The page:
Drug and alcohol abuse among teens in the United States is disconcerting at best. According to the latest Monitoring the Future survey – a study conducted annually by the University of Michigan and funded by the National Institute on Drug Abuse – 40 percent of high school seniors stated they had used drugs over the course of the previous year. Thirty percent of 10th graders indicated the same disturbing drug use. This takes into account teens across the US, including those in Colorado. Other areas of concern from the latest report are:
About 36.4 percent of high school seniors have used marijuana in the past year.
Approximately 14.7 percent of 8th graders have used an illicit drug in the past year.
Marijuana use rates more than doubled between the 8th and 10th grades.
About 63.5 percent of high school seniors had illegally consumed alcohol in the past year.
Alcohol use rates nearly doubled between the 8th and 10th grades.
According to the experts at Girls Health, a division of the U.S. Department of Health and Human Services, addiction can occur at any time – even if your teen thinks he or she is just “experimenting” or using drugs casually. These casual uses grow into addictions that can last a lifetime and have serious, detrimental effects if not properly treated.
The Cost of Drug Addiction Is More Than Financial
The cost of this drug use in Colorado is immense. The Surgeon General’s Report in 2004 and published as current in 2008 by the National Institute on Drug Abuse estimates that the economic cost for illegal drugs in this country is $181 billion dollars each year. Alcohol abuse tacks on another $185 billion dollars annually.
As drastic as these figures are, they are small when compared to what your child’s addiction is costing you in worry, lost hope and helplessness. The money is trivial when you think about your child’s future and his or her ability to lead a normal, productive life in Colorado. The truth is that there is hope. Addiction is a treatable disease and with the right help at the right time, your teen can recover from the acute phase of this illness and enjoy a productive, happy life in Colorado after drugs.
Still, for some families, the financial cost of getting the treatment their child’s needs is overwhelming. Some insurance plans pay for treatment, while others may not. Deductibles vary, of course, and in some cases, at least one parent may choose to no longer work outside the home to be available more readily during the treatment process. These factors, and more, can lead to some rather profound and necessary questions.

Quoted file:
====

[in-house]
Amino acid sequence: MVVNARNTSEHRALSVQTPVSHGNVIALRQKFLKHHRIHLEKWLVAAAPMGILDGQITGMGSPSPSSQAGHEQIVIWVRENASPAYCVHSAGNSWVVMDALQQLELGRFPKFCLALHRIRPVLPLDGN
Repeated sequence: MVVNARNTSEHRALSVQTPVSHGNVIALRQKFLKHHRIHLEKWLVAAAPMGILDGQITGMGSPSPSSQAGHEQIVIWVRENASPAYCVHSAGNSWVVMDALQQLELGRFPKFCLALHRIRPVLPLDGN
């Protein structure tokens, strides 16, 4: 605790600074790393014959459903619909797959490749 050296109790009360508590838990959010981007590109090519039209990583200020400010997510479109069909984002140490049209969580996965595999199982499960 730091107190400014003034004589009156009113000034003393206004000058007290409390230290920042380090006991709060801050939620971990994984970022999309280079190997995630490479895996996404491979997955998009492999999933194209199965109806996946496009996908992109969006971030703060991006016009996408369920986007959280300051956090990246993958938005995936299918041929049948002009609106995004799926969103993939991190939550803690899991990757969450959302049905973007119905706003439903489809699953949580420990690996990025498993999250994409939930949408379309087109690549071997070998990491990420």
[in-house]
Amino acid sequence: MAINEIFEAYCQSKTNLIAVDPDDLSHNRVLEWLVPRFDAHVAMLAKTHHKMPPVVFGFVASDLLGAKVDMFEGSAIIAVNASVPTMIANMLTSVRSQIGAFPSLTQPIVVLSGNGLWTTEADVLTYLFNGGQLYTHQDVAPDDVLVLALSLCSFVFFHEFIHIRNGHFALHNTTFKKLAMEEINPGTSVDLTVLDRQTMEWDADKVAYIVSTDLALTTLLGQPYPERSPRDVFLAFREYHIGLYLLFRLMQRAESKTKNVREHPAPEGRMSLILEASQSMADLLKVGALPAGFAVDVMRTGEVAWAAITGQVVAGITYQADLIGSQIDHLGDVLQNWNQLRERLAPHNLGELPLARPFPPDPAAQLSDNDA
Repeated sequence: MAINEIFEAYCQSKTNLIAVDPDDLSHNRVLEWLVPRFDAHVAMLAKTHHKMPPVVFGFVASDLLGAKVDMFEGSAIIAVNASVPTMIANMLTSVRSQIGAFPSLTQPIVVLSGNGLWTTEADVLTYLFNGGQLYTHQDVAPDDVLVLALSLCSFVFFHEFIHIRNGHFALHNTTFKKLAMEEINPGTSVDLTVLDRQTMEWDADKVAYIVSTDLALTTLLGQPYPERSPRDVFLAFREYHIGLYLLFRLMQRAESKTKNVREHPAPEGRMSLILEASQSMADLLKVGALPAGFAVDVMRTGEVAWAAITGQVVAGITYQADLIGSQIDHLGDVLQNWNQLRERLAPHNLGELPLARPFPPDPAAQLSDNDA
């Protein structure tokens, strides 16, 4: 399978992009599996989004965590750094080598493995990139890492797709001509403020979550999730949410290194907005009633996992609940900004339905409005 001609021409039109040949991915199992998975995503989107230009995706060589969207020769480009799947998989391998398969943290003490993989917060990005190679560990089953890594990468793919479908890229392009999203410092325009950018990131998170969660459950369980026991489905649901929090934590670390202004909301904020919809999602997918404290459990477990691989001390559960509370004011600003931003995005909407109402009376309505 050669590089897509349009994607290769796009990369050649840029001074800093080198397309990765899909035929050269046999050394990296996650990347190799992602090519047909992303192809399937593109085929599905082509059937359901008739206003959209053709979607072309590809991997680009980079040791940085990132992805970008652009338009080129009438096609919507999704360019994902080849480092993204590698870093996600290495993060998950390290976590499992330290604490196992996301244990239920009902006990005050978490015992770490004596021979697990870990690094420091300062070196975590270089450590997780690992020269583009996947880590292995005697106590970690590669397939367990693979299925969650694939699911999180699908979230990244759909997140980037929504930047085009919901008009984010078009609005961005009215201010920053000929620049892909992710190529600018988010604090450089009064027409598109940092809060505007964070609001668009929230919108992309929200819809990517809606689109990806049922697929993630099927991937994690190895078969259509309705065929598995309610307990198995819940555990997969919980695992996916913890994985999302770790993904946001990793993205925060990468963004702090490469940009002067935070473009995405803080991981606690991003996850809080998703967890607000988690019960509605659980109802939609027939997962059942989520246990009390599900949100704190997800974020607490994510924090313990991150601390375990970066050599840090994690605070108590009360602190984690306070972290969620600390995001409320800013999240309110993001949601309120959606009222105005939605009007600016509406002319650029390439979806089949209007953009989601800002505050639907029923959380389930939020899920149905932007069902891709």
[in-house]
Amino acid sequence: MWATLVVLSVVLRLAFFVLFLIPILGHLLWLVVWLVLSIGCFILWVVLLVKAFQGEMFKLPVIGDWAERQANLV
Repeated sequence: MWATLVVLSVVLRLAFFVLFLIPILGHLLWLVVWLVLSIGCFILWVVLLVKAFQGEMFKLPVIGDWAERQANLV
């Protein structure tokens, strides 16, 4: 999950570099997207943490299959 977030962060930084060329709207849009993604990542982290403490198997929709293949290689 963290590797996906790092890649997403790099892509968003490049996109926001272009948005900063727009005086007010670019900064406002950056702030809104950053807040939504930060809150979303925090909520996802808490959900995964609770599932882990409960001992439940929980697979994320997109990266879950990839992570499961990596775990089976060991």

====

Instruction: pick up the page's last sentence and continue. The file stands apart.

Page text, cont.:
How Will I Pay for Addiction Treatment for My Colorado Teen?
Ask yourself this question: Is there anything more important than the health and future of your child? Finding a way to pay for an effective treatment program may seem like an insurmountable obstacle, but there are many ways raise the funds you need to help your child be well. For instance, check your health insurance policy. You may be surprised to find basic benefits you never realized were available because you haven’t needed to claim services before.
In lieu of insurance, adjustments in the family budget may be another source of extra funds each month. Scaling back on extras, such as specialty TV programming or club memberships may help. Bank financing or refinancing a home loan may be an option available to some. Financing is also an option at various treatment facilities.
Ultimately, the most important aspect of recovery upon which to focus is simply getting the treatment you need for your child. If you are ready to find real, solid and effective teen addiction treatment, please do not hesitate to pick up the phone and call us here at Teen Rehab. We have experts who can answer your questions and help you find the assistance you need for your Colorado teen, right away.
This help line is for anyone who is looking for treatment for a loved one or themselves. Advisors are standing by 24 hours a day, 7 days a week to provide private and convenient solutions to your questions.
Calls to this help line will be answered by Newport Academy, a sponsor of Teen Rehab.org.